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Oral tranexamic acid and thrombosis risk in women

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Meaidi, Amani ; Mørch, Lina ; Torp-Pedersen, Christian ; Lidegaard, Oejvind. / Oral tranexamic acid and thrombosis risk in women. In: EClinicalMedicine. 2021 ; Vol. 35. pp. 100882.

Bibtex

@article{06f1df460ff14160a51a0f90d4705c75,
title = "Oral tranexamic acid and thrombosis risk in women",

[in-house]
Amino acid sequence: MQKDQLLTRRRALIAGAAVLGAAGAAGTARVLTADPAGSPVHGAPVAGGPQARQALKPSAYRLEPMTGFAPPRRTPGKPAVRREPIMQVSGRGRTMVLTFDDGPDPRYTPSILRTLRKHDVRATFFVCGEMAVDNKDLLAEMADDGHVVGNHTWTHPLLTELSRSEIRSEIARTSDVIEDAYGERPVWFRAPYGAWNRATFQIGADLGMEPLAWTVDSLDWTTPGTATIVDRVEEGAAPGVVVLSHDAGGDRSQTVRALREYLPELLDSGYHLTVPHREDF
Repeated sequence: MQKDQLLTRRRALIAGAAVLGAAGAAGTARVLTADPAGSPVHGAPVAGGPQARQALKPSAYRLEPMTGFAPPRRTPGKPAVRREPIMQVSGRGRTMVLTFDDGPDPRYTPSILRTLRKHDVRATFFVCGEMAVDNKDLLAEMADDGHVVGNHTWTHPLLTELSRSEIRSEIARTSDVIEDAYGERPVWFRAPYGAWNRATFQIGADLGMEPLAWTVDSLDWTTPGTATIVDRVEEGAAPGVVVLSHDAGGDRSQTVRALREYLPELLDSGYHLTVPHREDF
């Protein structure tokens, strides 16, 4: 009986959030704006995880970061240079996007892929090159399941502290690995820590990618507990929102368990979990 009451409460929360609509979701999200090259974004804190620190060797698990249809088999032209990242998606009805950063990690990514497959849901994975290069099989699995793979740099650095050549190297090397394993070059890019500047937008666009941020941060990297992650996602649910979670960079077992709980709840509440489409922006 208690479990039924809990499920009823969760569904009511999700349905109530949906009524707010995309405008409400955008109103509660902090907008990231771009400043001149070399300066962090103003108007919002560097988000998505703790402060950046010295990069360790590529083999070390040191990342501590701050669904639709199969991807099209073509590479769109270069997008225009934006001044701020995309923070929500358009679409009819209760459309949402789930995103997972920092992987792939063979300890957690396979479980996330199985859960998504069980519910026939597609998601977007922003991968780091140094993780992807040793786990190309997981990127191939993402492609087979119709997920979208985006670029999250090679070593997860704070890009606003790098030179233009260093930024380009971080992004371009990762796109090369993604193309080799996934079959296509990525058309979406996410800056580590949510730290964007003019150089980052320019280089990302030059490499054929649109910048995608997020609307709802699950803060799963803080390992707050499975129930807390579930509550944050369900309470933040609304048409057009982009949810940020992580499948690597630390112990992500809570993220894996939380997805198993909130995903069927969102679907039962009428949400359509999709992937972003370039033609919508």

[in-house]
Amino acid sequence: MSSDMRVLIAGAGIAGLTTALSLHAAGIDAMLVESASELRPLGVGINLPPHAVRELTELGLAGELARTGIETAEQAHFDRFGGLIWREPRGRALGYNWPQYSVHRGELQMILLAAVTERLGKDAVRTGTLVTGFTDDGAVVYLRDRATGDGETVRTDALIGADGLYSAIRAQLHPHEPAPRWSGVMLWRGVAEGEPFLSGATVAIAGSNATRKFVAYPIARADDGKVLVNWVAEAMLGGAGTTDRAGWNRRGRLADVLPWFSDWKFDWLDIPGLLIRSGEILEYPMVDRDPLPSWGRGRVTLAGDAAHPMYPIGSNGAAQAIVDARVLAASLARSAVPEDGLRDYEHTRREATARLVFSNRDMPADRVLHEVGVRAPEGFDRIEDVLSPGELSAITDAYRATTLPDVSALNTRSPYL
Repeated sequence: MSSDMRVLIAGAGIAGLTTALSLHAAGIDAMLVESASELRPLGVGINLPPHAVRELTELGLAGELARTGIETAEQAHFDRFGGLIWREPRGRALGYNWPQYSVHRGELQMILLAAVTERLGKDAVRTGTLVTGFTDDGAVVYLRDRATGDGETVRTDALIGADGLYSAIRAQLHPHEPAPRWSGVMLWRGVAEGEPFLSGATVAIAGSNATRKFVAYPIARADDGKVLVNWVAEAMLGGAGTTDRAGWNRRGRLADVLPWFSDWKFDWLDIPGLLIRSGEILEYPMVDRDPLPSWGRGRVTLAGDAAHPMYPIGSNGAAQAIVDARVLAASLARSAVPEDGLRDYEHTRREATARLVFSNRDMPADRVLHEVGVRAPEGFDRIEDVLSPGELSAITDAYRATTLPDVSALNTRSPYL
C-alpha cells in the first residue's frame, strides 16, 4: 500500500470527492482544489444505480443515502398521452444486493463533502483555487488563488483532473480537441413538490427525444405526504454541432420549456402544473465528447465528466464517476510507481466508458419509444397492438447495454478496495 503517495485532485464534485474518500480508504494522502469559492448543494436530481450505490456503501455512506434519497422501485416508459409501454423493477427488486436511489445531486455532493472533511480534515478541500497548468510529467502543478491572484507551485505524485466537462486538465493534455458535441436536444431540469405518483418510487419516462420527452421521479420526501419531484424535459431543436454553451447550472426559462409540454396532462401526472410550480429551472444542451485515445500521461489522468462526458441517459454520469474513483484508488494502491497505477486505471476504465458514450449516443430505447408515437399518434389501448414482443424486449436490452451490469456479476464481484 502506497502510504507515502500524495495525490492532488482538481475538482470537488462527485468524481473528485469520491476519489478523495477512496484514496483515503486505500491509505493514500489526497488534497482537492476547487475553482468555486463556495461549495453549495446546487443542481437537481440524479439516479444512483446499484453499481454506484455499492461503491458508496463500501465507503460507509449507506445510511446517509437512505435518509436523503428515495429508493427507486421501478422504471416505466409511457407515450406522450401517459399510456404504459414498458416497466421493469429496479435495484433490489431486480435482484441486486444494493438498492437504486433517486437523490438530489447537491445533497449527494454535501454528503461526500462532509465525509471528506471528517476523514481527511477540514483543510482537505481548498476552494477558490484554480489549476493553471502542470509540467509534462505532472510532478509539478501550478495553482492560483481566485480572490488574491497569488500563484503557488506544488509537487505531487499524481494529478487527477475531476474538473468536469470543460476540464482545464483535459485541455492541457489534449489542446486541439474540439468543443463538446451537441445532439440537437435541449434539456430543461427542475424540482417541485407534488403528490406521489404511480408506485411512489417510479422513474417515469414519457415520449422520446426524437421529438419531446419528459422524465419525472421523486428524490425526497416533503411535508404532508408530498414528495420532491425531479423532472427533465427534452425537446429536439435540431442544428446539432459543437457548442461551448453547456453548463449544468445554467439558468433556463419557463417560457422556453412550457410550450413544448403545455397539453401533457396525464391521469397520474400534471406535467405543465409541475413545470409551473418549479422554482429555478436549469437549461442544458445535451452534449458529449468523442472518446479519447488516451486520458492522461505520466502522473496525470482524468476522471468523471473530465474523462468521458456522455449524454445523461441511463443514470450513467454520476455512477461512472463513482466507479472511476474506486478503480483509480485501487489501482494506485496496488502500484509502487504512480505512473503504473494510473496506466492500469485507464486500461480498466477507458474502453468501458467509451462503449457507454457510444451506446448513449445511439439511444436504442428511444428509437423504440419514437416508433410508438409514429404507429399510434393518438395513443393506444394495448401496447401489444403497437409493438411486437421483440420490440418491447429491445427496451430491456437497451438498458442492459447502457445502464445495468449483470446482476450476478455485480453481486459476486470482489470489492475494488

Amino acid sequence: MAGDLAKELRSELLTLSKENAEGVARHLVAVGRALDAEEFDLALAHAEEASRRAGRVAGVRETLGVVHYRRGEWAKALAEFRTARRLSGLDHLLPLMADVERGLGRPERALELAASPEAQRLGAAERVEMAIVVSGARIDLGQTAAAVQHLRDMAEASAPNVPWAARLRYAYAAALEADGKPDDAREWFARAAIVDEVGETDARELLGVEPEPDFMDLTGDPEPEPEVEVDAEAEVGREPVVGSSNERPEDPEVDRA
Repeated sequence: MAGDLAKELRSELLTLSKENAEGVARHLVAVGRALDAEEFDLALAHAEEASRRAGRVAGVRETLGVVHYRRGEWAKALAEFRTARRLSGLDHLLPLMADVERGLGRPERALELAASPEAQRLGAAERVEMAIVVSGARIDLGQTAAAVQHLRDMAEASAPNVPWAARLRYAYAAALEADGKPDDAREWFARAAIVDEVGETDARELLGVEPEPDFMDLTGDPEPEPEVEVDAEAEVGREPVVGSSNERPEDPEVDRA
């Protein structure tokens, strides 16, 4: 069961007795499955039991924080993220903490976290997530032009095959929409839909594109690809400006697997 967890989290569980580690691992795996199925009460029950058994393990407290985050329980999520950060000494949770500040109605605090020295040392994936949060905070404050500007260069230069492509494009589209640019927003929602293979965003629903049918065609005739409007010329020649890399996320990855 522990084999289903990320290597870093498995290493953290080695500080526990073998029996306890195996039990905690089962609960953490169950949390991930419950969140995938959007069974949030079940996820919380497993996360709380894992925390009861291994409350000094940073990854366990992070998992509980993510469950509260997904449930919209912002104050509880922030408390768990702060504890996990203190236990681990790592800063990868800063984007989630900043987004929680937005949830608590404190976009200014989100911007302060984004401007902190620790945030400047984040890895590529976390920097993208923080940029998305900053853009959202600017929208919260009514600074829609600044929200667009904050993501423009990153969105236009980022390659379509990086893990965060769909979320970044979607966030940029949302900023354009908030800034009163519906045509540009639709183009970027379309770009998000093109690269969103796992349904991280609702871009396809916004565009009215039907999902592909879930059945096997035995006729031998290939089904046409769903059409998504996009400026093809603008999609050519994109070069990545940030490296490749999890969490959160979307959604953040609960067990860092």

abstract = "Background: Oral tranexamic acid is effective for heavy menstrual bleeding, but the thrombosis risk with this treatment is largely not studied.Methods: Using nationwide registries, we assessed associations between use of oral tranexamic acid and risk of deep-vein thrombosis or pulmonary embolism and arterial thrombosis in heart or brain in a nationwide historical prospective cohort of Danish women aged 15 to 49 years in the period 1996-2017. Exclusion criteria included potential confounding factors such as history of thromboembolism, anticoagulation therapy, thrombophilia, and cancer.Findings: Among 2·0 million women followed for 13·8 million person-years, 3,392 venous thromboembolisms and 4,198 arterial thromboses occurred. A total of 63,896 women (3·2%) filled 146,729 prescriptions of oral tranexamic acid during follow-up with median filled prescription per user being one of 15 g. The age-standardised incidence rate of venous thromboembolism was 11·8 (95% CI 4·6 to 30·2) per 10,000 person-years in oral tranexamic acid use compared to 2·5 (2·4 to 2·6) per 10,000 person-years in non-use. For arterial thrombosis, the age-standardised incidence rate per 10,000 person-years was 3·4 (1·1 to 10·7) among exposed compared to 3·0 (2·9 to 3·1) in non-exposed. Comparing oral tranexamic acid use with non-use, the adjusted incidence rate ratio was 4·0 (1·8 to 8·8) for venous thromboembolism and 1·3 (0·4 to 4·2) for arterial thrombosis.Number needed to harm per five days of treatment was 78,549 women for venous thromboembolism.Interpretation: We found use of oral tranexamic acid to be positively associated with venous thromboembolism. However, number needed to harm per five days of treatment was high.",